Editor's Note: This article is part of a series of articles by Lynne Eisaguirre that focus on challenging situations that may be facing your workforce. Previous articles include: Dealing with Problem Employees within Employment Law, Addressing Alcohol and Drug Use at Work and After, How to Deal with Rumors in the Workplace Before it Becomes Defamation, Basic Employment Law Principles When Dealing with Workplace Violence and How to Talk to Your Crew about Dress Code, Hygiene and Hairdo's.
What's the first step to managing slackers? Unfortunately, you have to get to know them in order to discover why they're slacking out. To do that, seek out evidence of what your slacker employees value. Do they wake up for certain activities but sleep through others? Do you notice them talking animatedly in the lunchroom on some topics? Study their habits and gather clues as to what useful rewards might be.
Another technique is, of course, the obvious one: you could just ask. Some questions to help you discover values might be as follows:
- I've been noticing that you don't seem as interested in your job as you used to be. What company reward might be a good motivator for you?
- I'm curious about your other jobs. Were there any where you felt consistently motivated? What kinds of rewards or incentives were offered?
- What's your dream job? What do you think would motivate you to do your best in that field?
Once you know what someone values, you'll find it easier to motivate them.
Talking With Slackers
If you loath managing slackers you're in good company. In a recent study by Leadership IQ, a training and research organization based in Washington, D.C., 87 percent of employees reported that working besides low-performing colleagues had made them want to change jobs. Further, 93 percent also claimed that working with low performers decreased their productivity.
"Low performers can feel like emotional vampires, sucking the energy out of everyone around them" said Leadership IQ chief executive Mark Murphy, whose company surveyed 70,305 employees, managers, and executives from 116 companies and organizations. Those surveyed were asked to list characteristics of a low performer. The top five characteristics were:
- A negative attitude
- A tendency to stir up trouble
- Often blames others
- Lacks initiative
- Is incompetent
Low performers excel in the art of work avoidance. They spend more time arguing their way out of tasks than it would take to simply complete them. They are good at identifying problems but not so good at finding solutions. They have well-crafted excuses for not getting anything done. And their sloth is often at the expense of more conscientious coworkers, who must pick up their slack.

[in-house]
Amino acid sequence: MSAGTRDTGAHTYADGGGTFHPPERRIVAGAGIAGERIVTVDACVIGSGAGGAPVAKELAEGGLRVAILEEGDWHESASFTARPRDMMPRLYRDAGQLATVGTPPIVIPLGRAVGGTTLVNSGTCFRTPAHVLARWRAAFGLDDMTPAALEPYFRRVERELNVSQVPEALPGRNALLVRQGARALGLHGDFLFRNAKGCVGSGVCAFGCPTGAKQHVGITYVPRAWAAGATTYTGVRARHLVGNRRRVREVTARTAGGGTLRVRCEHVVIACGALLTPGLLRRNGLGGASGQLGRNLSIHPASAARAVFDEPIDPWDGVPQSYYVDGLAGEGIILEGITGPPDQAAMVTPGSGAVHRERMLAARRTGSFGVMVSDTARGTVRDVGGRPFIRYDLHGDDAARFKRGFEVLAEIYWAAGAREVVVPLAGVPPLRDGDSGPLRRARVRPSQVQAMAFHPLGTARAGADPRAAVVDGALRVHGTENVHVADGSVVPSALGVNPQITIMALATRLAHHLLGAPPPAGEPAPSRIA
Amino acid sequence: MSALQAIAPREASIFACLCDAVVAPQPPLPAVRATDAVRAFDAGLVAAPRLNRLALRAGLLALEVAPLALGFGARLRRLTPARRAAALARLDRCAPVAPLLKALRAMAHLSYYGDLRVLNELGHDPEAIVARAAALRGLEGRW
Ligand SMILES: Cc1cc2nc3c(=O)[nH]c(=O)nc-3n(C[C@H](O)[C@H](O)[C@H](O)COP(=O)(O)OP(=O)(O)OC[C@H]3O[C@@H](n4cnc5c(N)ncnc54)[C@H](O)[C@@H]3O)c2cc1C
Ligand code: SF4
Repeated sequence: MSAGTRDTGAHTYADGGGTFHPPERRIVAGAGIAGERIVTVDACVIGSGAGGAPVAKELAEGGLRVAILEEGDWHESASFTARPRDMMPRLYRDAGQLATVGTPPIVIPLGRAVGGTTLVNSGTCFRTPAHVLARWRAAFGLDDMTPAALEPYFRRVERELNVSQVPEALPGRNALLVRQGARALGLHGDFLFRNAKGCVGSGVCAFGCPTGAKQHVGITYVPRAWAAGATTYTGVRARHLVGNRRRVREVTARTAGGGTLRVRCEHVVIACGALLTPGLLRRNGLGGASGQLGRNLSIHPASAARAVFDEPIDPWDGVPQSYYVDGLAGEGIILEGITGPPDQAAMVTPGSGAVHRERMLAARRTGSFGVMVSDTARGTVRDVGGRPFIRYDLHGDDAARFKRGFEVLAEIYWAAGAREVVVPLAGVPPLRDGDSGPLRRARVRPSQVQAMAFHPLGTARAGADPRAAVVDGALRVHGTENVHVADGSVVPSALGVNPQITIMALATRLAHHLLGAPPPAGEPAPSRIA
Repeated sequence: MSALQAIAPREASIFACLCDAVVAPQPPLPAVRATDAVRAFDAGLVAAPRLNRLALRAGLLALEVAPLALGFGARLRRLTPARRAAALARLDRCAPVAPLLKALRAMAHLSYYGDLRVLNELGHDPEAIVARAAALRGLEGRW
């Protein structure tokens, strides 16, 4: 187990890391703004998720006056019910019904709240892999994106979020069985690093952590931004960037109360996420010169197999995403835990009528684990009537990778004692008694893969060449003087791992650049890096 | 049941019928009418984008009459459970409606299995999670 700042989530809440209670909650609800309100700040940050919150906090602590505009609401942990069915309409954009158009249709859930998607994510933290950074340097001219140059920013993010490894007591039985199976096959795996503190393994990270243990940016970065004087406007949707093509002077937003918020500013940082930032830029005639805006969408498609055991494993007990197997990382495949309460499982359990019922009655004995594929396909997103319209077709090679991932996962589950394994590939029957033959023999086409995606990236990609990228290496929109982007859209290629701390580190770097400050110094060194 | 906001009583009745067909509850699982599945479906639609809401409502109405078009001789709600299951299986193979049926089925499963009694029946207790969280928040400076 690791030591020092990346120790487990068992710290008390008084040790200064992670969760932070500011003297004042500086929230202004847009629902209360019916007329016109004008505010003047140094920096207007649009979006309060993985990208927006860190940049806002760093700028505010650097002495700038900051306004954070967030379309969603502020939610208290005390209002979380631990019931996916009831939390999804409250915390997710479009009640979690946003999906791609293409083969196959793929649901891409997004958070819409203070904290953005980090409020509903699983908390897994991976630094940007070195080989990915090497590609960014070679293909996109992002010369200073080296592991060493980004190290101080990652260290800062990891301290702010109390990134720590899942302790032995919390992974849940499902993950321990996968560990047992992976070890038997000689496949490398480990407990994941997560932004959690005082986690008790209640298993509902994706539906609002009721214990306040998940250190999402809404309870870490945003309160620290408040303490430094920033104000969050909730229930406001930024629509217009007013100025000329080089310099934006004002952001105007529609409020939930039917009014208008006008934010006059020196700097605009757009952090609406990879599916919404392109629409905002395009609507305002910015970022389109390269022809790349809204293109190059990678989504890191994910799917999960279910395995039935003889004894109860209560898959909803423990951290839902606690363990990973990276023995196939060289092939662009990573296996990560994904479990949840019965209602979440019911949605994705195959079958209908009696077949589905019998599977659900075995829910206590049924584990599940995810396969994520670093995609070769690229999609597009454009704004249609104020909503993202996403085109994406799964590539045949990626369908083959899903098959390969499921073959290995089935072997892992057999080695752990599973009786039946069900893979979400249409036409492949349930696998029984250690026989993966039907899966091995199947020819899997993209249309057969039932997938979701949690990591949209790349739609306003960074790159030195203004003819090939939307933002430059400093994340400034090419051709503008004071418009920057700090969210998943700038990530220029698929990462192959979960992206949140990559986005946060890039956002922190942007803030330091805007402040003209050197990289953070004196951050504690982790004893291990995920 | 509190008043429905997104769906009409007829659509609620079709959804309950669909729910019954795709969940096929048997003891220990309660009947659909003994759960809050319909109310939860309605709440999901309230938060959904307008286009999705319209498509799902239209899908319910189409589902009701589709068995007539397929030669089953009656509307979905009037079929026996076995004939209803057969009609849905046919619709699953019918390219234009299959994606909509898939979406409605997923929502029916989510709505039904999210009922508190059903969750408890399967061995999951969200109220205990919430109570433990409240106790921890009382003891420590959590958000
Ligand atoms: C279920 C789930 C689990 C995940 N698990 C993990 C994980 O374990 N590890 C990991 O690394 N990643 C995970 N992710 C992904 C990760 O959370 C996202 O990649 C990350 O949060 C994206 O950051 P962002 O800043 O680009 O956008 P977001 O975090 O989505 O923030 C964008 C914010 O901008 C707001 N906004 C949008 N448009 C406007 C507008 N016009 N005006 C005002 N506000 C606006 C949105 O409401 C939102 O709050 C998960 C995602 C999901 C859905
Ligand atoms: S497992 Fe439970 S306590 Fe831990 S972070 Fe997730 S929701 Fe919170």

Ironically enough, many slackers do not see themselves as slackers, preferring instead to blame others. Of the 87 percent of employee who want to get away from low performers, half are probably low performers themselves, if other surveys can be believed. For instance, more than half of American workers are not engaged in their jobs, according to a recent survey by Gallup. Most are "sleepwalking though their workdays," Gallup says. But 19 percent are what Gallup calls the "actively disengaged." The 23 million "actively disengaged" U.S. workers cost the national economy more than 300 billion a year in lost productivity.
Shaking up the Slackers
In short, if companies hope to keep their best employees, they should dump their worst. Otherwise, low performers will start dictating the company's cultures: productivity, quality, and service will all decline precipitously, and high performers will avoid your organization like the proverbial plague.
Former General Electric CEO Jack Welch famously fired the bottom 10 percent of his work force each year. Welch used sports metaphors to justify this extreme practice, saying he wanted to work with A-team performers. He was roundly criticized as callous by some, and indiscriminate by others, who pointed out that for some jobs, there's just not that much differentiation between the lowest and highest performance. Yet GE did flourish under his management. "I think the cruelest thing you can do to somebody is give them a head fake..nice appraisals..that's called false kindness," writes Welch in the book The Jack Welch Lexicon of Leadership.
Most managers avoid addressing the problem of slackers. When I teach management classes, for example, I routinely ask how many of them have someone on a performance improvement plan. Usually one or two of them do, despite surveys that show at least 20 percent of the employees in any workplace perform poorly.
There's plenty of false kindness and management wimpiness going around. In the Leadership IQ survey, only 14 percent of senior executives said their company effectively managed low performers. And only 17 percent of middle managers said they feel comfortable removing low performers.
Slackers can intimidate most leaders. A lot of managers simply don't want to deal with them. They will duck down a side hallway just to avoid engagement. Managers avoid slackers for many reasons. Some may lack the skills to manage performance effectively. Good performance management can be difficult and requires a manager to make certain that he or she knows what behavior constitutes acceptable performance and what results they seek. Many managers really do not know what the criteria should be, beyond counting "face time" in the office.
Other managers may be paranoid about confronting an employee who is different from them in some way: a different gender, race or generation. Finally, many managers don't want t make anyone feel bad, or they lack confrontation and conflict skills.